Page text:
The single biggest danger in starting a livestream with little-to-no budget is the risk of looking unprofessional. While it may not seem like a huge issue, it distracts the viewer and communicates the wrong things.
As more individuals and organizations go online in 2020, we have all (whether we realize it or not) recalibrated what we call “unprofessional” in the realm of live, online media. No one is expecting your livestream to look like the evening news of old. Instead, we are seeing talk show hosts stream from their living rooms and musicians skip the studio for a one-take approach in their kitchen. This has radically changed what looks good to our eyes.
When thinking along the lines of being more professional, your mind might immediately go to hiring experts or buying expensive equipment. But there are many things you can do for free that can add a ton of production value and help achieve that professional look.
What professional livestreams do really well is cut out everything that isn’t needed: the 10 seconds of transition time is cut to 2 seconds, they jump right into the content to keep audiences engaged instead of dragging out a welcome, they don’t over-complicate set design.
Watch out for distractions in your background like poorly hung backdrops, harsh lighting, or busy bookshelves (the senior pastor’s nemesis). Cut out the 2-minute motion graphic welcome video. Skip the “hey everyone, welcome to our livestream” phrases.
By their nature, online services have to fight for the attention of the viewer. Your viewers are already on their devices and must combat push notification and attention drift. You must help them maintain attention by constantly communication that what they are viewing is important, time sensitive, and valuable.
Utilizing consistent feedback and assessment is key to keeping your livestream focused, distraction free, and optimized for time.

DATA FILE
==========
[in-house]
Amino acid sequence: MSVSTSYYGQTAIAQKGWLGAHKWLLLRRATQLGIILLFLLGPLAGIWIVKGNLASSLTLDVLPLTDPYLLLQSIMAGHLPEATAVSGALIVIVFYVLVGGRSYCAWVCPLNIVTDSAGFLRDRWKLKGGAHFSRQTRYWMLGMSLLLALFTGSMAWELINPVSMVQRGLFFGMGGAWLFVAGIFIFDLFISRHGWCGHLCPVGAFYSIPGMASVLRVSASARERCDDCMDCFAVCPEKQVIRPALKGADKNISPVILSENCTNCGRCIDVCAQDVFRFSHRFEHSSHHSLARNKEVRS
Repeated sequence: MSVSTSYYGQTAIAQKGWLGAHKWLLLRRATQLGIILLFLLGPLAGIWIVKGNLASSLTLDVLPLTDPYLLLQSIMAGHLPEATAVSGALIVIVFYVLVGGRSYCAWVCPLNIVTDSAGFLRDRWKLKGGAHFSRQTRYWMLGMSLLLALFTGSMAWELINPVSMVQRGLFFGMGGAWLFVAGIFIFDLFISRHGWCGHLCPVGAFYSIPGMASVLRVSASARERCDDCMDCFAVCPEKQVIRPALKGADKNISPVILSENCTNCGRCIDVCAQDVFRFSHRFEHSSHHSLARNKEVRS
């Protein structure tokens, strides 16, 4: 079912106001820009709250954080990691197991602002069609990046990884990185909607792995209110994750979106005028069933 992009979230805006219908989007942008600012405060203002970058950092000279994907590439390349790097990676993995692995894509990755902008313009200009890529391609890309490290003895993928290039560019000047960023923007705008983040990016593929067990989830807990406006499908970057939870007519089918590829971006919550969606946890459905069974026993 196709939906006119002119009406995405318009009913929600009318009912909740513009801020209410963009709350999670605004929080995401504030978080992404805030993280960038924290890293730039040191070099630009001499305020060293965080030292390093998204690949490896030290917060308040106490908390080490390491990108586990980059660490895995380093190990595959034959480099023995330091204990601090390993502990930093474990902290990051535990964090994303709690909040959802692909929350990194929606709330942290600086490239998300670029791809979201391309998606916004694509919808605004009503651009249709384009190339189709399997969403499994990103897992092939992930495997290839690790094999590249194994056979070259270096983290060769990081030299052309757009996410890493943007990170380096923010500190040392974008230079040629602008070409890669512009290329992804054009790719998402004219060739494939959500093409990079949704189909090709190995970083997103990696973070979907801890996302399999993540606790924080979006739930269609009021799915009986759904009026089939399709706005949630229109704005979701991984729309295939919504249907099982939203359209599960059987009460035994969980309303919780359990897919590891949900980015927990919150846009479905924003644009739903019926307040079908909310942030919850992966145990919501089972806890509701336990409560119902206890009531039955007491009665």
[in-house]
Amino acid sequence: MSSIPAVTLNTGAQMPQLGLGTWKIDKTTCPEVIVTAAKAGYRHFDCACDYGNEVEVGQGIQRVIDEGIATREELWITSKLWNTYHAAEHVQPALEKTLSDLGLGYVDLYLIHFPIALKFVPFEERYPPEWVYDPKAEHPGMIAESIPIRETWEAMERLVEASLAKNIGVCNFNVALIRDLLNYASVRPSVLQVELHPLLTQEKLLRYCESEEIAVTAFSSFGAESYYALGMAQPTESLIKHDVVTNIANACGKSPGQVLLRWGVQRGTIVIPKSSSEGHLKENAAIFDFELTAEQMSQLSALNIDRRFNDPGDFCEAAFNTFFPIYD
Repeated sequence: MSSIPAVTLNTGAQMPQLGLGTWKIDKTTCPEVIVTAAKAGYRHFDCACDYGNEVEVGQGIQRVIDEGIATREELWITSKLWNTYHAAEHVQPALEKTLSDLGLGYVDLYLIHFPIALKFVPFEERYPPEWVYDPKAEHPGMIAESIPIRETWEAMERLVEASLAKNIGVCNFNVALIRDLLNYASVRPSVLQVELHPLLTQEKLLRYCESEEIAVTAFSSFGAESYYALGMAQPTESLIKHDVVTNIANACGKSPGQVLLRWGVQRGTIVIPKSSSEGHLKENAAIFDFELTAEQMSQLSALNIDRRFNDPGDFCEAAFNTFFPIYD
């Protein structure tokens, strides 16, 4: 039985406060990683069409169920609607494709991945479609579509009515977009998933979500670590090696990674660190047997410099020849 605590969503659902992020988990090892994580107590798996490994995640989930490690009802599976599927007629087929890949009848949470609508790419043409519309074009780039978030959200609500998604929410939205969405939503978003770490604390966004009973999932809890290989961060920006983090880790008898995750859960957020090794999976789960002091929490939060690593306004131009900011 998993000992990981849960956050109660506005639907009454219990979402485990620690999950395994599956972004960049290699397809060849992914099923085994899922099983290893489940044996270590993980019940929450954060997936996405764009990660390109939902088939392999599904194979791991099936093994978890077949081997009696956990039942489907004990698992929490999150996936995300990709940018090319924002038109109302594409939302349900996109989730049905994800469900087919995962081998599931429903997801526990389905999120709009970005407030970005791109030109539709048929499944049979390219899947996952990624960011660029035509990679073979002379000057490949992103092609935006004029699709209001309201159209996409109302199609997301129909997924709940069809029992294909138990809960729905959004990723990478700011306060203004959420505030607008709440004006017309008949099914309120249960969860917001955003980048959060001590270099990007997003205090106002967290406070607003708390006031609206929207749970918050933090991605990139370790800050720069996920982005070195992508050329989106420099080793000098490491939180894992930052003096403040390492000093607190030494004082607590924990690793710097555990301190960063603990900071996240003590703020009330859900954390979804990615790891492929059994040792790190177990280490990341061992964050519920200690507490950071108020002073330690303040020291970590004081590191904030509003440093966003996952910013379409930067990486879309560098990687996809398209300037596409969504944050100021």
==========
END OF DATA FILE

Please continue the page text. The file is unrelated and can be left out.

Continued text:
Understand your equipment
No matter what you spend on your gear, you’re wasting your money if you don’t understand how to use it. This rings true with borrowed gear or gear that you already own. You’ll achieve a higher quality by understanding the limitations and best attributes of your iPhone 11 than dropping $5,000 on a professional camcorder.
(Example) An iPhone is best in closeup situations and they need really good lighting to look their best. An older camcorder will have the clearest picture when its zoom is widest. A single microphone setup will work much better with a single guitar/vocal as opposed to a group of musicians.
Setup your recording space during the week and give your team some lengthy time to test and make adjustments. Focus on dialing in your gear to get every ounce of quality. Always keep in mind that your equipment works together as a cohesive unit. So, getting more from your lighting setup will add value to your cameras. Clearer video can make audio easier to understand (this isn’t just a placebo effect).
Tip: Consider a 4:20 crop on your finalized video. It’s a small thing that can help hide the hardest areas of your stage design and focus your eyes while keeping the needed width of the video.
Translate your personality
During this pandemic, you should be just as focused on keeping your people engaged as you are going after new people. And here’s the deal, your people already know you. So, don’t waste your energy trying to look like the megachurch that comes to your mind when you think of livestream. Instead, try to show your church’s unique personality in as sharp and intentional of a manner as possible.
Some people lock up as soon as a camera is turned on. Take your time to coach these individuals so that they can be relaxed and more of themselves. This is especially true for teachers and pastors. Teaching to a camera is very different than a live room with feedback. Take time to practice and review to get rid of any robotic delivery or bland personalities.
Your goal should be to ensure that every person who engages with your livestream will have a clear understanding of your church’s personality and vision, even if they’ve never met you in person.
Failing to translate this will result in pushing away your current congregation while setting yourself up to lose your newly engaged digital congregation as soon they attend an in-person service.
Think of late-night talk shows and how the personality of the host guides the feel of the entire show. Embrace the personality of your church and your pastor!
Here’s the best part: Adding professionalism to the on-screen people, making them feel more comfortable, and becoming less robotic across the board, you can do all of these things for free!